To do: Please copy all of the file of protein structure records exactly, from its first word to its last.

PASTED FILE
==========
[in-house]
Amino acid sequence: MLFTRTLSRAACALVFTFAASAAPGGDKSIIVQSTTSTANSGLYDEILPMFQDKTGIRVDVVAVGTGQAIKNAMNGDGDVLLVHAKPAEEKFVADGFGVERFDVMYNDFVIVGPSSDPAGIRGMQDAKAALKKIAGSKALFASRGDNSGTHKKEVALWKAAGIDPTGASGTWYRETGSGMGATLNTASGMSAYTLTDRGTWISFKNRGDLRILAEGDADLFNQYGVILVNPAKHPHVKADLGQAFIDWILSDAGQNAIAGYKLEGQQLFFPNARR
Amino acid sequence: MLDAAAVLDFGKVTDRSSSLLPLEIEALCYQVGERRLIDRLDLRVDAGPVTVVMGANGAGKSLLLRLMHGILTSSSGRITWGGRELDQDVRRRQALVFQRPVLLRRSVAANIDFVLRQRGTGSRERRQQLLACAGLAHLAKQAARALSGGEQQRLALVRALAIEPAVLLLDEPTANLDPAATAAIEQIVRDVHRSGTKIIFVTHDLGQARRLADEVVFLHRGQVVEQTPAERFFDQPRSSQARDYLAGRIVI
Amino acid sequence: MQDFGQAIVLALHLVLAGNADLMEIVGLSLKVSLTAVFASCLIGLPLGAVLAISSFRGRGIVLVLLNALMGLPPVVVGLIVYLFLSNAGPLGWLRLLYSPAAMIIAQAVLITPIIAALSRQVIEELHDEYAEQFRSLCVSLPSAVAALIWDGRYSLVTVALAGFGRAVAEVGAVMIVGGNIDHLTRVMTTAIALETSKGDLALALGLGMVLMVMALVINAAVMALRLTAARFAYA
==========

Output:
[in-house]
Amino acid sequence: MLFTRTLSRAACALVFTFAASAAPGGDKSIIVQSTTSTANSGLYDEILPMFQDKTGIRVDVVAVGTGQAIKNAMNGDGDVLLVHAKPAEEKFVADGFGVERFDVMYNDFVIVGPSSDPAGIRGMQDAKAALKKIAGSKALFASRGDNSGTHKKEVALWKAAGIDPTGASGTWYRETGSGMGATLNTASGMSAYTLTDRGTWISFKNRGDLRILAEGDADLFNQYGVILVNPAKHPHVKADLGQAFIDWILSDAGQNAIAGYKLEGQQLFFPNARR
Amino acid sequence: MLDAAAVLDFGKVTDRSSSLLPLEIEALCYQVGERRLIDRLDLRVDAGPVTVVMGANGAGKSLLLRLMHGILTSSSGRITWGGRELDQDVRRRQALVFQRPVLLRRSVAANIDFVLRQRGTGSRERRQQLLACAGLAHLAKQAARALSGGEQQRLALVRALAIEPAVLLLDEPTANLDPAATAAIEQIVRDVHRSGTKIIFVTHDLGQARRLADEVVFLHRGQVVEQTPAERFFDQPRSSQARDYLAGRIVI
Amino acid sequence: MQDFGQAIVLALHLVLAGNADLMEIVGLSLKVSLTAVFASCLIGLPLGAVLAISSFRGRGIVLVLLNALMGLPPVVVGLIVYLFLSNAGPLGWLRLLYSPAAMIIAQAVLITPIIAALSRQVIEELHDEYAEQFRSLCVSLPSAVAALIWDGRYSLVTVALAGFGRAVAEVGAVMIVGGNIDHLTRVMTTAIALETSKGDLALALGLGMVLMVMALVINAAVMALRLTAARFAYA